Anyone who’s read Skating on Stilts knows I am a big believer in using travel data for counterterrorism purposes. What’s more interesting is that the Obama administration has been just as enthusiastic. Some of the reasons for its enthusiasm showed up in testimony to the House Homeland Security Committee last week, when the Department of Homeland Security released stories about its use of travel data that I had not seen before.
Remember Faisal Shahzad, the Times Square bomber who was pulled off a plane at JFK as it was preparing to leave the country? It turns out that travel data was his nemesis, helping DHS and the FBI track him at every turn:
Early in this investigation, the Federal Bureau of Investigation (FBI) learned of Shahzad‘s cell phone number from a report shared by DHS. The FBI ran the phone number in their ACS system and was able to connect it to the DHS report. Through good interagency cooperation, the FBI asked DHS if it had encountered any individual who reported this phone number during border crossings. DHS searched its PNR database for the phone number, identified Shahzad, and learned other information he had provided to DHS. DHS then provided the additional data to the FBI. Later, Shahzad attempted to flee the United States, but DHS‘s analysis of departing passenger data identified him before departure and DHS removed him from the aircraft.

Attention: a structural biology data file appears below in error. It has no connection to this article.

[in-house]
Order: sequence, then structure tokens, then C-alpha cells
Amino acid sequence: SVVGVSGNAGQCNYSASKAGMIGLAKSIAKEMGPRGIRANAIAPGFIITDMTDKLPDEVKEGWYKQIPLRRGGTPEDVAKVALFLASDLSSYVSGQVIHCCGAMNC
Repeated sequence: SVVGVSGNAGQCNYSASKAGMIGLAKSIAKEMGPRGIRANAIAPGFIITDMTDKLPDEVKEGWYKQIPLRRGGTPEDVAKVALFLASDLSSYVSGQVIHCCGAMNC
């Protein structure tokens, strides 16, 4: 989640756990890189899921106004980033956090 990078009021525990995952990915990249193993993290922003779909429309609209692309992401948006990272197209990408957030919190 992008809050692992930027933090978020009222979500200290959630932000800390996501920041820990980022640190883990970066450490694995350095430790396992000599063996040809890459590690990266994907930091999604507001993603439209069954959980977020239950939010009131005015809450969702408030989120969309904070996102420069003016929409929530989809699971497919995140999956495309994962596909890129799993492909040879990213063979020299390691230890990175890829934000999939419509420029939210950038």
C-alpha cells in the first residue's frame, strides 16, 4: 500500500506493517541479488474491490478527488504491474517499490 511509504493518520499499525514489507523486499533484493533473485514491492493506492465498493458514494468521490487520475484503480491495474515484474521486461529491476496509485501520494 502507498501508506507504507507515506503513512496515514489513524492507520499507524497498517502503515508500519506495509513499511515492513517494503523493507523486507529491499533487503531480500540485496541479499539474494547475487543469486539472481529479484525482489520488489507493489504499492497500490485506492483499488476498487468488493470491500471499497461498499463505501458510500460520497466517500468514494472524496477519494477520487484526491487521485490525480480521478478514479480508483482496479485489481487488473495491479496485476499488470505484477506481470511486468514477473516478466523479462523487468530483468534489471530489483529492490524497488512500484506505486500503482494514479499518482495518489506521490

Najibullah Zazi was the guy who rented a truck and drove cross country to set off explosives in the New York City subway. It turns out we used travel data to identify the scope of the conspiracy and to interrogate him.